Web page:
Will Mr. Bernanke Make Monetary Policy More Transparent?

The year is progressing pretty much as investors anticipated.  Analysts continue to lower their earnings expectations as many corporate managers downplay their guidance for the coming quarters.  Mr. Bernanke of the Fed says he will continue to fight inflation as hard as his predecessor Alan Greenspan, yet he has some changes in mind.  The steady supply of oil continues to be clouded by instability inNigeria,Venezuela,Iraq, and most recently,Saudi Arabia.  But with current supplies high and prospects for slower global economic growth, the price of oil is down 4% for the year so far.  The same is not true, however, for gold, up 7.5% for the year, likely on inflation and global security fears.  But the best leading indicator of all, the stock market, is up.  The Dow Jones, S&P 500 and NASDAQ indices are each up about 3.5% so far this year while our model portfolios are doing better than that.  But, with all the uncertainty, the ride has been bumpy and should continue that way.

A major contributor to market uncertainty is what Fed policy will be going forward.  But significant clarity may be closer based on a development earlier this week.  Vice Chairman Roger Ferguson announced his resignation from the Fed on Tuesday.  He represented the last significant obstacles for a stated inflation target at the Fed.  The Fed’s new Chairman, Mr. Bernanke made it very clear during his time as professor atPrincetonand in speeches leading up to his taking over the Fed that he supported a published a numerical inflation goal for the Fed.  The notion was resisted by Alan Greenspan and Vice Chairman Roger Ferguson for years as they said it would limit the central banks’ flexibility.  Mr. Ferguson’s resignation virtually clears the way for Mr. Bernanke’s new policy should he decide to press it.  According to Bloomberg, at least 21 central banks, including those inCanada, theU.K.andAustralia, have an inflation target, and Bernanke told Congress in November that such a strategy would make the Fed more open.  The stock market voiced its approval quickly and positively when the news of Mr. Ferguson’s retirement was announced.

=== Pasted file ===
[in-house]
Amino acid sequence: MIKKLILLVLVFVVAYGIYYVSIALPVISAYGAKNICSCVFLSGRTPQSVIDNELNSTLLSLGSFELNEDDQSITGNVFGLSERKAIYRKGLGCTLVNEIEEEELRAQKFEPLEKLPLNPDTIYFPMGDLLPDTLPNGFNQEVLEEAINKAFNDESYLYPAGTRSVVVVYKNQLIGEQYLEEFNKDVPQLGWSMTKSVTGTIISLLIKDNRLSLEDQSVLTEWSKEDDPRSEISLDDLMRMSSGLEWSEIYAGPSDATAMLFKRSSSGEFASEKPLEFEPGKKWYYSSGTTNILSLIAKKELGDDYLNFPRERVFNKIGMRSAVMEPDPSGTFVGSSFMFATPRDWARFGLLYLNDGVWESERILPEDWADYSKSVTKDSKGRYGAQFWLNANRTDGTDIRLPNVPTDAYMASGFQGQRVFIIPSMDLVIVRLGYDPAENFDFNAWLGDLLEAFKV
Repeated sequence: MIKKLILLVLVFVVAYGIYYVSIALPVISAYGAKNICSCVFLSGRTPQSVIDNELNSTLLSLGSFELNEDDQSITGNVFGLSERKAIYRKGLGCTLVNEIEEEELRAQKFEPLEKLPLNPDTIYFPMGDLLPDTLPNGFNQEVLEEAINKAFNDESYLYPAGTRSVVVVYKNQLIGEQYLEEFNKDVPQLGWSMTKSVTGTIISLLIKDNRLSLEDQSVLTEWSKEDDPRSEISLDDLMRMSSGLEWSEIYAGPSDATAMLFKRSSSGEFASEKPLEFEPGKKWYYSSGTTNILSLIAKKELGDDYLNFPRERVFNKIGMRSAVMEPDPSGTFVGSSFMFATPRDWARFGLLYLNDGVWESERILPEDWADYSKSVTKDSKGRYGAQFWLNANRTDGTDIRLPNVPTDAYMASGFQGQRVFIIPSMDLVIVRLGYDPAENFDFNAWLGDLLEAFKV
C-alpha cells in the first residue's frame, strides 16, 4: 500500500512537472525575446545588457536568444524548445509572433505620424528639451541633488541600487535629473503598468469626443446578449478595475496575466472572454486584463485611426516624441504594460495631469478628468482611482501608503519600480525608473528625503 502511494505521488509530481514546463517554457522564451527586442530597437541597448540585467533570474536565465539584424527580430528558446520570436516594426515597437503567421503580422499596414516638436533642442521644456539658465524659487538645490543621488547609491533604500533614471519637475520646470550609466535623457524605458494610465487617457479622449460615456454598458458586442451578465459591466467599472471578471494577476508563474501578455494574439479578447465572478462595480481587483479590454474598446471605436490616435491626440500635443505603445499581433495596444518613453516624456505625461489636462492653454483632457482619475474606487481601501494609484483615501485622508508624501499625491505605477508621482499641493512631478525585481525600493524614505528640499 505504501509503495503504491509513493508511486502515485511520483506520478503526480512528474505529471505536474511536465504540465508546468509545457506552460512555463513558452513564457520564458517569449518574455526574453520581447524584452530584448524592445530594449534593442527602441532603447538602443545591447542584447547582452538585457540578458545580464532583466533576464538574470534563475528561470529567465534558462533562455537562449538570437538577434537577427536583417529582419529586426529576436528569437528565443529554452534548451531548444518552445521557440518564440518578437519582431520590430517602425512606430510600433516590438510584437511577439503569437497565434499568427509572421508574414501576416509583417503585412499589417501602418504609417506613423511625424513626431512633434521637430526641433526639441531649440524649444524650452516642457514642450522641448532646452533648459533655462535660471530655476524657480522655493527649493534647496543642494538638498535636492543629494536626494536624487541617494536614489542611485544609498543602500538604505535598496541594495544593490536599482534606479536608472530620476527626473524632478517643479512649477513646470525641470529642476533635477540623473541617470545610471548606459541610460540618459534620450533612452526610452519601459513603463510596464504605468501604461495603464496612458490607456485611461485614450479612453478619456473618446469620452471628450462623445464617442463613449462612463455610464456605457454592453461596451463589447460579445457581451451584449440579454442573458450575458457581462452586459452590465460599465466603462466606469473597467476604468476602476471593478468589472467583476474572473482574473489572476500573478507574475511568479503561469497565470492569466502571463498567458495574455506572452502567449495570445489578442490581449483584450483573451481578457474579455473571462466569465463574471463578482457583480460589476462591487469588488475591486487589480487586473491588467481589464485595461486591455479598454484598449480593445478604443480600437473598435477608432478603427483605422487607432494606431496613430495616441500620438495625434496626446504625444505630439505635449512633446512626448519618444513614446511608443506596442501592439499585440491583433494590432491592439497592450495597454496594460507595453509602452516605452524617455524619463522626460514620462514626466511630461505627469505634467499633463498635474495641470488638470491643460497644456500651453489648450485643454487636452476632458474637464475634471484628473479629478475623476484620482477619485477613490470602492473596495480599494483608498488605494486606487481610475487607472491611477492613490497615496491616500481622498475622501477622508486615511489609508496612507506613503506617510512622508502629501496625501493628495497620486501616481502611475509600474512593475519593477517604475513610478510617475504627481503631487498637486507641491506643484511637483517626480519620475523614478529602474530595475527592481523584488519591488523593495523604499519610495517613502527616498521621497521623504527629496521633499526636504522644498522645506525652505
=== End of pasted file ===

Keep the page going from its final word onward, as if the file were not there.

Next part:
We also learned this week from Fed minutes of the January meeting that the Fed had become very data focused.  They said that “all members agreed that the future path for the funds rate would depend increasingly on economic developments and could no longer be prejudged with the previous degree of confidence.” Members expressed concern about the risks to inflation from tighter labor markets, busier factories and higher energy costs.  But even so, the effect of increased prices so far, on the cost of other goods “had remained subdued,” and any such “pass-through effects” may be temporary, provided they don’t push up inflation expectations.

But there are still major forces at work on the opposite end of the tug-of-war rope.  Global competition and solid productivity growth in the view of our experts should continue to keep a lid on inflation.  But if the Fed continues to express fears of inflation we have to remain concerned that their policy might at some point create an excessive drag on the economy.  As Ed Yardeni puts it, “[Fed members] should beware of what they wish for. Core CPI inflation was only 2.1% year over year during January.  If it stays that low, the Fed folks and all the rest of us will be worrying about deflation again fairly quickly during the next recession.”

With nearly 75% of companies in the Dow Jones Total Market Index reporting, the average of net income from continuing operations is up 13% for the fourth quarter of last year.  These results are slightly better than analysts expected and suggest a resilient economy despite devastating hurricanes, historic oil price jumps, and rising interest rates.  The quarter’s leading industries were General Mining, Oil Equipment and Services, Heavy Construction, and Biotechnology.  Losers were Coal and Property and Casualty Insurance.

Our outlook remains the same; as long as the Fed fears inflation as a real threat interest rates will keep a lid on the stock market.  But once they signal that rates are high enough we should see a significant boost in people’s opinions about stocks.  They will once again become the asset category of choice as real estate and bond prices level off or decline.